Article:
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National News

States Join Together to Press for Discounts on AIDS Drugs

February 28, 2003

Six states with the largest AIDS Drug Assistance Programs will press for price concessions on AIDS treatments when they meet with drug makers in Washington March 17. The state officials plan to pressure the drug manufacturers for additional rebates for all 56 ADAPs in the United States and its territories. In the past, each state ADAP has, for the most part, fended for itself in talks with drug companies. But now the programs want to bring unity and clout to the discussions, hoping that manufacturers will cut prices if several states say they cannot afford a drug. The new initiative is focused on all AIDS drugs, not just new ones.

"We feel it's important that we talk to the drug companies directly," said Michael Montgomery, chief of the California Office of AIDS. Officials from New York, Texas, Florida, Illinois and New Jersey are also expected to attend. Companies invited to the meeting include Roche, GlaxoSmithKline PLC, Merck & Co., Pfizer Inc., Abbott Laboratories Inc. and Bristol-Myers Squibb Co. States plan to meet with the companies individually to avoid antitrust issues.

States have become increasingly aggressive in trying to control drug costs. Some demand steep Medicaid drug discounts in exchange for putting medicines on their preferred-drug lists. Michigan and Vermont recently announced the first joint effort to extract discounts on Medicaid drugs. But states face legal challenges from drug makers, who argue that some cost-containment strategies are illegal.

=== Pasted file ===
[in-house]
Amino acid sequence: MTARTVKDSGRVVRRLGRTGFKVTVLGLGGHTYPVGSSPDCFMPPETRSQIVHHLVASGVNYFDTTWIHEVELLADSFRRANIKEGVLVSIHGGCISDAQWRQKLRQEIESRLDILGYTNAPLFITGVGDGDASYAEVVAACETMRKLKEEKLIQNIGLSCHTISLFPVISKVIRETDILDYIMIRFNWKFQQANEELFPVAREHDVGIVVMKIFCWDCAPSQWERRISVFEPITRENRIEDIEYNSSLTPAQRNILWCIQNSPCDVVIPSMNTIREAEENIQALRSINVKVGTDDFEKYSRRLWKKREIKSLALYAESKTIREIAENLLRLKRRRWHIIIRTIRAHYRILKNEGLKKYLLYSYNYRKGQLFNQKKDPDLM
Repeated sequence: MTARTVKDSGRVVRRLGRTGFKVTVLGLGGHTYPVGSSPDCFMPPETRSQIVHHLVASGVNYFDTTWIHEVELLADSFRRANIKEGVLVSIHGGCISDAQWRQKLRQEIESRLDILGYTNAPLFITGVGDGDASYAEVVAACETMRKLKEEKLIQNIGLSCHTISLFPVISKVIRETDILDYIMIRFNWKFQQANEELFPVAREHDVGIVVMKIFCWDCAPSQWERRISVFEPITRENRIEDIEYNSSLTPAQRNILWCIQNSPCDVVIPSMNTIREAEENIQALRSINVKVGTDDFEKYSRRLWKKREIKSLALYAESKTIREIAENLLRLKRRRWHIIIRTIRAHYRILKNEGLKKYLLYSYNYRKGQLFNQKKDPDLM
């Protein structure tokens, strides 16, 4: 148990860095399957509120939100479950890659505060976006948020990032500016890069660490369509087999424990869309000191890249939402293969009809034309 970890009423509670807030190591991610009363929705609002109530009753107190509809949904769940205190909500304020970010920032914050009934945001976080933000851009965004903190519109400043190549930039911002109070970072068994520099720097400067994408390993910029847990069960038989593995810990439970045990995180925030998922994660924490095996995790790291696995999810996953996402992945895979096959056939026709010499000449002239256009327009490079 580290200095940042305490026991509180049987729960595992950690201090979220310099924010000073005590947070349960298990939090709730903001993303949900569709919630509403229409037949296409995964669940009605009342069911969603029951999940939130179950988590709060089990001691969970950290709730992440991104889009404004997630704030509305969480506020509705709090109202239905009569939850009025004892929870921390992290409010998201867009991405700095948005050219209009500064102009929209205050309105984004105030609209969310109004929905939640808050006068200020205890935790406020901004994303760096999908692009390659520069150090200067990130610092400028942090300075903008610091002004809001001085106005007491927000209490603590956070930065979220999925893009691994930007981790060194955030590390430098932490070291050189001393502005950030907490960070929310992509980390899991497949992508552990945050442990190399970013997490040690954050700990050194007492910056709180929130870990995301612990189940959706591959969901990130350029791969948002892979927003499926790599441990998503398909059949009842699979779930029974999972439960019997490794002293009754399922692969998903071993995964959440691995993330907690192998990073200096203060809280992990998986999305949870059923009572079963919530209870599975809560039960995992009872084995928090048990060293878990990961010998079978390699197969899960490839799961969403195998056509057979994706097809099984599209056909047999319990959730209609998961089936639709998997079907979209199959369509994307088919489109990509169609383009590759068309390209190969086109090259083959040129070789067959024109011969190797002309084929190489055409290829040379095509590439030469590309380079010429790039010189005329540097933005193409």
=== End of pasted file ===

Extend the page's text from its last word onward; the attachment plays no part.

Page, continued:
Several manufacturers last year agreed to freeze the prices charged to ADAPs, but the programs are still beset by budget woes and some have restricted patient eligibility. Nearly 700 people in a dozen states are on ADAP waiting lists. Part of ADAPs' problem is the success of the drugs: The treatments are prolonging lives, meaning more people are on the programs longer. ADAPs serve about 80,000 clients, nearly 30 percent of the U.S. market for AIDS drugs.

Back to other CDC news for February 28, 2003

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Adapted from:
Wall Street Journal
02.28.03; Laurie McGinley



  
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This article was provided by CDC National Prevention Information Network. It is a part of the publication CDC HIV/Hepatitis/STD/TB Prevention News Update.
 

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